Post-demonetization India has leapfrogged three years in digital payments as reported by ‘SBI research’. Further dispelling fears of slump in digital payments, NITI Aayog has said that digital payments rose 55 percent in 2016-17 against a 28 percent growth in the five-year period ending 2016.
Essentially the future for digital payments is very bright through mobile wallets, even more so through United Payment Interface (UPI). As India transitions from a ‘cash based’ society to ‘less cash’ society, digital applications such as mobile wallets and UPI become indispensable.
The government's initiatives around Jan Dhan accounts and cash transfer of benefits allowed the un-banked to be banked.
The number of accounts that have been opened and the money deposited has surprised everyone, on the last count the Jan Dhan Yojana accounts has topped Rs 64,000 crore!
The implication is immense not only for the banking and financial industry but also for industries supporting this segment such as telecom, technology and IT.
The two large impacts on the banking industry are:
Coverage or geographical reach to serve these millions of accounts, some of them with zero balance
Semi-urban and rural communities still rely on cash which puts pressure on last mile access (ATM) to be provisioned.
Both the above factors increase cost and margin pressure on banks which also impacts their more profitable urban operations leading to under investment
Telecommunication and technology which has changed the face of India is the panacea and a means of serving customers across the length and breadth of this country. India is now accounting for almost 100 percent telecom penetration and contrary to expectation on technology adoption, people have taken to it like fish to water.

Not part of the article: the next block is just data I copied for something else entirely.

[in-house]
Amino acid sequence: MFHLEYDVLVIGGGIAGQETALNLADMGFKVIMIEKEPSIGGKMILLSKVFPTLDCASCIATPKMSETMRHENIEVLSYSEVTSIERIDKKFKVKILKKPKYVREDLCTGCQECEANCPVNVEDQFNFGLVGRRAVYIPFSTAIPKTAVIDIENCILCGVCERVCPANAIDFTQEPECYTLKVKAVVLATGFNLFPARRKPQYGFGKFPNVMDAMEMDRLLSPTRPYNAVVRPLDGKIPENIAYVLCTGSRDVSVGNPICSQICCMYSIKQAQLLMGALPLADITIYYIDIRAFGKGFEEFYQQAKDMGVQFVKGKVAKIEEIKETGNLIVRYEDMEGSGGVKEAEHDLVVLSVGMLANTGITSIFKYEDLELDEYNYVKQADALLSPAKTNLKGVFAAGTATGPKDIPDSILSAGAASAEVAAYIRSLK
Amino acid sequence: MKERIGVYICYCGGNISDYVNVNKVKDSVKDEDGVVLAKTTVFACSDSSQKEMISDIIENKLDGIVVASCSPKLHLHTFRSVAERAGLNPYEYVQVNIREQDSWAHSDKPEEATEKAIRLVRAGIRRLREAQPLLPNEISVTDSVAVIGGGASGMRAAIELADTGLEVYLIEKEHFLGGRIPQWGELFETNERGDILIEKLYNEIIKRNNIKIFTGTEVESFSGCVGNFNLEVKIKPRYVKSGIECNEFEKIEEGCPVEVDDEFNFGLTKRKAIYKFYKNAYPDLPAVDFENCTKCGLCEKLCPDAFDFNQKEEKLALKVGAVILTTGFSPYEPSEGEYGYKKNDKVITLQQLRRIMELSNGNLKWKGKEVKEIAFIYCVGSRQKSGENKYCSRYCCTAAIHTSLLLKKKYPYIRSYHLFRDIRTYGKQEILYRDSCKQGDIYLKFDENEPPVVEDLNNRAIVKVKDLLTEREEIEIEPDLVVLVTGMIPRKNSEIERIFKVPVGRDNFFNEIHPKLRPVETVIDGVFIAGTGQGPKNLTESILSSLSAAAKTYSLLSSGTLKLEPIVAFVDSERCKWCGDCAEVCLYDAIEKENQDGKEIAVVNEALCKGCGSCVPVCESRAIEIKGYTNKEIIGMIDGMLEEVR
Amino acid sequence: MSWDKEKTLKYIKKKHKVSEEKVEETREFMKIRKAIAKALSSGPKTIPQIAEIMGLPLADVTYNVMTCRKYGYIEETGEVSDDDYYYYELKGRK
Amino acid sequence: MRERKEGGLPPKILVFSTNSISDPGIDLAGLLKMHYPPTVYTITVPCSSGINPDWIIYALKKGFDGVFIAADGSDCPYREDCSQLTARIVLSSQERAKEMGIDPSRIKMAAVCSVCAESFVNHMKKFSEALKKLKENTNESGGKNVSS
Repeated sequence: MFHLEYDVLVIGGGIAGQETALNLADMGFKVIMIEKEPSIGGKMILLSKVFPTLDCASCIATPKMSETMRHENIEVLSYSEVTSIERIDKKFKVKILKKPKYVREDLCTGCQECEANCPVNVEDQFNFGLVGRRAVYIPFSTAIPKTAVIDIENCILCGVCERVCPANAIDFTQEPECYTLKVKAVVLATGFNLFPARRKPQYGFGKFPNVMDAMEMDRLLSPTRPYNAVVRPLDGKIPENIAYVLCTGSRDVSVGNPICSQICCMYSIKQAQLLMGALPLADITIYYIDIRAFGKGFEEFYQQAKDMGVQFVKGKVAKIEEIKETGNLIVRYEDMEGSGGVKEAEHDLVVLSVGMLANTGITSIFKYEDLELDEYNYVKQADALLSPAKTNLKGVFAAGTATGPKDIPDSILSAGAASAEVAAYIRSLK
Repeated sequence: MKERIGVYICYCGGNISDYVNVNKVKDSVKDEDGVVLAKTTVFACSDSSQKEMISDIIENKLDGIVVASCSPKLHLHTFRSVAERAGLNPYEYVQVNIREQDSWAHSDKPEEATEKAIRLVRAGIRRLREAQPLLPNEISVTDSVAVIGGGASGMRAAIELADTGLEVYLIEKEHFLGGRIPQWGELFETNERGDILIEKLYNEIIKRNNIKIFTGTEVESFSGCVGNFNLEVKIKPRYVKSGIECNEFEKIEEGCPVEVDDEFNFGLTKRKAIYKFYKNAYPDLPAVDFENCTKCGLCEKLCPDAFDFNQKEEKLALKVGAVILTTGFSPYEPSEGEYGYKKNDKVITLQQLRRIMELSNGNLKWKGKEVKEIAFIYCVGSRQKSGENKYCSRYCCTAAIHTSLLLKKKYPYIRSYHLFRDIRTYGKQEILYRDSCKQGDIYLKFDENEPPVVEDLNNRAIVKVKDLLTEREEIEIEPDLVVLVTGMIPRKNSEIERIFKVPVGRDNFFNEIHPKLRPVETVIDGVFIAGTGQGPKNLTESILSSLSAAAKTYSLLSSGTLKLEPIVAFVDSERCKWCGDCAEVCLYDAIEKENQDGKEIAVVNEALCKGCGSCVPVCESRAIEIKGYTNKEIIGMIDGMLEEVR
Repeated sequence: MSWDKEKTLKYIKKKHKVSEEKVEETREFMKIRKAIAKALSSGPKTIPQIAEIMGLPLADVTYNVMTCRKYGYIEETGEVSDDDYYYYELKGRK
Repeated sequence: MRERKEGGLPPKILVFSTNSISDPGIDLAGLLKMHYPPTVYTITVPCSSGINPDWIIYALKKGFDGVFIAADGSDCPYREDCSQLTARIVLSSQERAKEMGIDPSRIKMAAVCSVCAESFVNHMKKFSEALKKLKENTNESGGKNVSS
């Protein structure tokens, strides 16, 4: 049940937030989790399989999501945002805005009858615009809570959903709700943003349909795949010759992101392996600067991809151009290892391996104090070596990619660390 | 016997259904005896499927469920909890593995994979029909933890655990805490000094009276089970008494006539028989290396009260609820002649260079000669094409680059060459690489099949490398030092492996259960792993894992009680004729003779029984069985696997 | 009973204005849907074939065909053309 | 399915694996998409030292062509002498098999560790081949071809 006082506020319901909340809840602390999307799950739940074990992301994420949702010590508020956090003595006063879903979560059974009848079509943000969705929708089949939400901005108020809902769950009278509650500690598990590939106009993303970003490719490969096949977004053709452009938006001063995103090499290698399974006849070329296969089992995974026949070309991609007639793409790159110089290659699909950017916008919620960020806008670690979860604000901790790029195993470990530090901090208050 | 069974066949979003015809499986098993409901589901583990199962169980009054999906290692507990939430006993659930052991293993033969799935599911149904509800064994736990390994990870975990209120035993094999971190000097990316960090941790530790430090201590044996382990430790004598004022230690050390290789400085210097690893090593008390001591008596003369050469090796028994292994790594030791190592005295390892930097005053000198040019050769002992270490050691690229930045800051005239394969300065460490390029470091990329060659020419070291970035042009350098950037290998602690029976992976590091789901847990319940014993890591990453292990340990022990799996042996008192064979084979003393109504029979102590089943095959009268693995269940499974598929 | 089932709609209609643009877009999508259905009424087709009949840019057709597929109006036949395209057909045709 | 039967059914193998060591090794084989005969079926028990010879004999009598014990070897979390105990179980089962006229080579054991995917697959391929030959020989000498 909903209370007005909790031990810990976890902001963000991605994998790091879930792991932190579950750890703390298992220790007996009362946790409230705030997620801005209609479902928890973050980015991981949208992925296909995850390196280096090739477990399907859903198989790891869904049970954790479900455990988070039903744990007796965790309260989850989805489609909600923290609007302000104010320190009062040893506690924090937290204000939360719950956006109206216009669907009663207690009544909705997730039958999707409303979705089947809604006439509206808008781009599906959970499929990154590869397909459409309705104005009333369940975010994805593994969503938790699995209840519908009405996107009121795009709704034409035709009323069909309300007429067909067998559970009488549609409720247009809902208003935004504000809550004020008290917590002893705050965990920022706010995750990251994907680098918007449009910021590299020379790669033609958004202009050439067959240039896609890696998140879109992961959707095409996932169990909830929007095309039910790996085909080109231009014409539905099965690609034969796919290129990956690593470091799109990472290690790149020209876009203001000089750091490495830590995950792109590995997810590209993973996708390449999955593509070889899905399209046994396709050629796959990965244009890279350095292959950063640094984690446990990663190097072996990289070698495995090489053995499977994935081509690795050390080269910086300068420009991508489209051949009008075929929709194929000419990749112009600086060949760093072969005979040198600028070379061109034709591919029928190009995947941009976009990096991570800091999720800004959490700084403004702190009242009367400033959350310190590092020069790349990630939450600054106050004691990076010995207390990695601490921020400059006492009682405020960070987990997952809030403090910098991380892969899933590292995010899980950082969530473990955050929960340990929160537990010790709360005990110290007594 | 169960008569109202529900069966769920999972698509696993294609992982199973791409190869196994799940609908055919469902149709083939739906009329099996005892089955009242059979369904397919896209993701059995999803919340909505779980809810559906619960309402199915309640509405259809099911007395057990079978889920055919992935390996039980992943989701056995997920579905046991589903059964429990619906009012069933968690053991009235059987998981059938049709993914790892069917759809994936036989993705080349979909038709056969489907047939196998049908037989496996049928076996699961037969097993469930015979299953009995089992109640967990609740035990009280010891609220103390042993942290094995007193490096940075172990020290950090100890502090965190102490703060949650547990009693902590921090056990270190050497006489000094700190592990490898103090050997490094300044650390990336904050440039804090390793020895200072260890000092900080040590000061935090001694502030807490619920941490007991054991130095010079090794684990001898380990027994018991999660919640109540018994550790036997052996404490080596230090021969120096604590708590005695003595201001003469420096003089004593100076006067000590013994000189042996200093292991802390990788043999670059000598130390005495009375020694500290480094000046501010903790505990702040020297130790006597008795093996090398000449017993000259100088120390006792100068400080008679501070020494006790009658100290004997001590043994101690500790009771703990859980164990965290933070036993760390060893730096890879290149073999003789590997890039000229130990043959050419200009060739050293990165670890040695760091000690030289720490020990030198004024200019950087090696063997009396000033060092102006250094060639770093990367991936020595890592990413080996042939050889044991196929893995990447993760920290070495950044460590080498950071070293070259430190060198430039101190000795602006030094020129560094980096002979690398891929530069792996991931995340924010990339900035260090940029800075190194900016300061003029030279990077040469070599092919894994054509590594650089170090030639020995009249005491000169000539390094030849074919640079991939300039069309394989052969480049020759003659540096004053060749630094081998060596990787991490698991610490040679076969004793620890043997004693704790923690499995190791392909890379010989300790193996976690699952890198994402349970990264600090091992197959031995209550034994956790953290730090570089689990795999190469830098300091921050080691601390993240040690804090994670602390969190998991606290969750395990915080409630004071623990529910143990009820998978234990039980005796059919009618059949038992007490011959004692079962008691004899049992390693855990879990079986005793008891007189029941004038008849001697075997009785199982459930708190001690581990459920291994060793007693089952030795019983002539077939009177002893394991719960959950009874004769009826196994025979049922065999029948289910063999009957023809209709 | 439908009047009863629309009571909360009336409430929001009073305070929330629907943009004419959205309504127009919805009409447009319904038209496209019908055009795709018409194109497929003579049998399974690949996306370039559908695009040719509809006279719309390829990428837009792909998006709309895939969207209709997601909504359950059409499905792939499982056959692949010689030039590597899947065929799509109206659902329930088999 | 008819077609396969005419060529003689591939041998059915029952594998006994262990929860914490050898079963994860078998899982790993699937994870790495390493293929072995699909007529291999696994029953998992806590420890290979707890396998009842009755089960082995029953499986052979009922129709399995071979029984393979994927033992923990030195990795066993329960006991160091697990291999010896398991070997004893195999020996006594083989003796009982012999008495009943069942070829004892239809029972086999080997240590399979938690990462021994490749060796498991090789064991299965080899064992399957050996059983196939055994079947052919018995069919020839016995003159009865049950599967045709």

This has not only created a telecommunication boom but also provided impetus to our citizens dreams of achieving prosperity. The telecom and technology industry has enabled key digital payment solutions such as:
Mobile wallets for paying bills or buying goods
UPI has allowed safe and secure transfers between anyone who has a phone
Micro-ATM’s have proved a viable option to deploying full scale ATM’s
All these have made universal banking possible besides reducing cost and margin pressures on banks. This has been made possible not by magic but by the ‘behind the scenes’ enabler, telecommunications.
Telecom has allowed for seamless connectivity and inter-operability between banks, financial institutions and clearing houses. It has allowed for the successful implementation of all the apps that power digital payments and banking. The government’s initiatives around ‘Bharatnet’, smart cities and WiFi’ing villages will be the catalyst in empowering Indian citizens to transact digitally.
Technology is the disruptive force which is powering the digital revolution.
(The writer is head of sales, Telecom & Technology business for NCR Corporation India)
Published Date: Aug 05, 2017 03:29 pm | Updated Date: Aug 08, 2017 04:04 pm